The judicial standards group acknowledged that it notified Earls on Aug. 15 of a “confidential formal investigation” of statements attributed to her in a published article. The statements “may be read to accuse her colleagues of ‘acting out of racial, gender, and/or political bias in some of their decision-making.’”
“Plaintiff did not respond to the notice. Instead, Plaintiff waived confidentiality and filed this federal lawsuit, asking the Court to terminate the Commission’s ongoing proceeding,” according to the commission’s lawyers. “This lawsuit should be dismissed.”
The 14-member Judicial Standards Commission is chaired by state Appeals Court Judge Chris Dillon. Dillon, a Republican, was initially appointed to the chair’s post by then-Supreme Court Chief Justice Cheri Beasley, a Democrat. Current Chief Justice Paul Newby, a Republican, reappointed Dillon.
The commission now has six Democrats, five Republicans, and three unaffiliated members. They conduct business in two seven-member panels.
The commission offered 283 “confidential, written informal advisory opinions” to judges in 2022. Those opinions offer a “safe harbor” to judges. “The Commission will not recommend to the Supreme Court that a judge be sanctioned based on conduct consistent with an advisory opinion,” executive director Brittany Pinkham declared to the federal court.
That same year the commission had 560 complaints pending against judges across North Carolina. Just 28 reached the formal investigation stage, Pinkham said. An “overwhelming majority” of formal investigations ended with the complaint’s dismissal.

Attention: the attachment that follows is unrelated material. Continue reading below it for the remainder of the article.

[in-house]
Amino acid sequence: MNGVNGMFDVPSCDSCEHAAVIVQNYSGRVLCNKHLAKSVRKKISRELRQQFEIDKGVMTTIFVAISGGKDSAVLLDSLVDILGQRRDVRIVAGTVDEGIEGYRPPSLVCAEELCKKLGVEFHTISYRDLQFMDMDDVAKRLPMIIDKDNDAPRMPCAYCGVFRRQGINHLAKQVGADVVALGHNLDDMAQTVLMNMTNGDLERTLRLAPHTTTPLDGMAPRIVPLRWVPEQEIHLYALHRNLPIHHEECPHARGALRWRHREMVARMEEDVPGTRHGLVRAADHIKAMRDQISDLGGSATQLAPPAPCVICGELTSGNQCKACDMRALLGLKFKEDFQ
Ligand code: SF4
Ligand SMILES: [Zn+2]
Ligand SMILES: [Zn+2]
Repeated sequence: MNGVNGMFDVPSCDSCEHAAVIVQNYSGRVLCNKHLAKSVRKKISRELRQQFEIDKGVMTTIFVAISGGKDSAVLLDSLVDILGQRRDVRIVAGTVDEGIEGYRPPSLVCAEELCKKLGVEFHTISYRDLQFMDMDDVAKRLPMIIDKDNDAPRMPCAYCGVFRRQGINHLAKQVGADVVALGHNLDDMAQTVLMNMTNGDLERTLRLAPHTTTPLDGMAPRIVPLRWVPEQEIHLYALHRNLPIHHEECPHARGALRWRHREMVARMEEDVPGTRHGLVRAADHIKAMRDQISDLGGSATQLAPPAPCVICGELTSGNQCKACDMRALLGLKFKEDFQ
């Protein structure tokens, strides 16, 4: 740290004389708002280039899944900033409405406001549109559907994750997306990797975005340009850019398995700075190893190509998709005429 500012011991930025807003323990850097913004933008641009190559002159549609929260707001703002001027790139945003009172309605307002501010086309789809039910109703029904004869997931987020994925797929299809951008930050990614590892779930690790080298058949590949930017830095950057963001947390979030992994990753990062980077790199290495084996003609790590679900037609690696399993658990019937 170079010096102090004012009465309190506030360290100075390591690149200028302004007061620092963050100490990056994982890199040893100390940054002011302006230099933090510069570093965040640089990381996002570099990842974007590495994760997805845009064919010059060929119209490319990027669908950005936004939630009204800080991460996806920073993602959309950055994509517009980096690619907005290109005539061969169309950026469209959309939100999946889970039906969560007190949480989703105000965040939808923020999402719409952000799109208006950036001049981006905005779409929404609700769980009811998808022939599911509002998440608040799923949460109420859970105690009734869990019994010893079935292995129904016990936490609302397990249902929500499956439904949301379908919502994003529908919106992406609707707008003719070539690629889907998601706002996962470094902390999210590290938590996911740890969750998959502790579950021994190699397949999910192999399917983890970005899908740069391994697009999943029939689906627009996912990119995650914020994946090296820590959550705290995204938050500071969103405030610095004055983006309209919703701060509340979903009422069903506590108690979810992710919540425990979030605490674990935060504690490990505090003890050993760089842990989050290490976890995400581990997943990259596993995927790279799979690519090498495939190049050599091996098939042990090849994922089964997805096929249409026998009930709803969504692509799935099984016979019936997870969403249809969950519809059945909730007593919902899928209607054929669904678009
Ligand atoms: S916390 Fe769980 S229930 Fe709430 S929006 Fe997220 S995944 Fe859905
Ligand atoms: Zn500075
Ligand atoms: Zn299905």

“In 2022, the Commission did not make any recommendations for discipline to the Supreme Court,” Pinkham indicated to the federal court.
Earls’ lawsuit says the commission has initiated two investigations against her this year related to public comments “on the subject of the legal system and the administration of justice.”
The publication Law360 published a June 20 interview titled “North Carolina Justice Anita Earls Opens Up About Diversity.” She was responding to a May 17 article in the North Carolina Bar Association’s publication. That article focused on the race and sex of lawyers arguing cases as the state’s highest court.
“The Commission has indicated that it believes that Justice Earls’ comments on these issues of legitimate public concern potentially violate a provision of the Code which requires judges to conduct themselves ‘in a manner that promotes public confidence in the integrity and impartiality of the judiciary,’” according to the complaint.
The First Amendment “prohibits the Commission, as an arm of the State, from stifling or even chilling free speech, especially core political speech from an elected Justice of the North Carolina Supreme Court,” the complaint added. “The First Amendment allows Justice Earls to use her right to free speech to bring to light imperfections and unfairness in the judicial system. At the same time, the First Amendment prohibits the Commission from investigating and punishing her for doing so.”
Earls argues that the investigation into her comments “bespeaks a callous disregard for the principles of the First Amendment.” She accuses the commission of “threatening judges who speak out about what they view as imperfections or defects in the judicial system and who do so in a measured and nuanced manner. Nothing could be more inimical to the First Amendment.”
The justice labels the August notice part of a “continuing effort to thwart” her free-speech rights. Her complaint cites an earlier investigation in March. It related to comments Earls made about rule changes and a proposed legislative change linked to the state’s courts.
District Judge William Osteen admonished both Earls and the Judicial Standards Commission in September for “inflammatory” language in their court filings.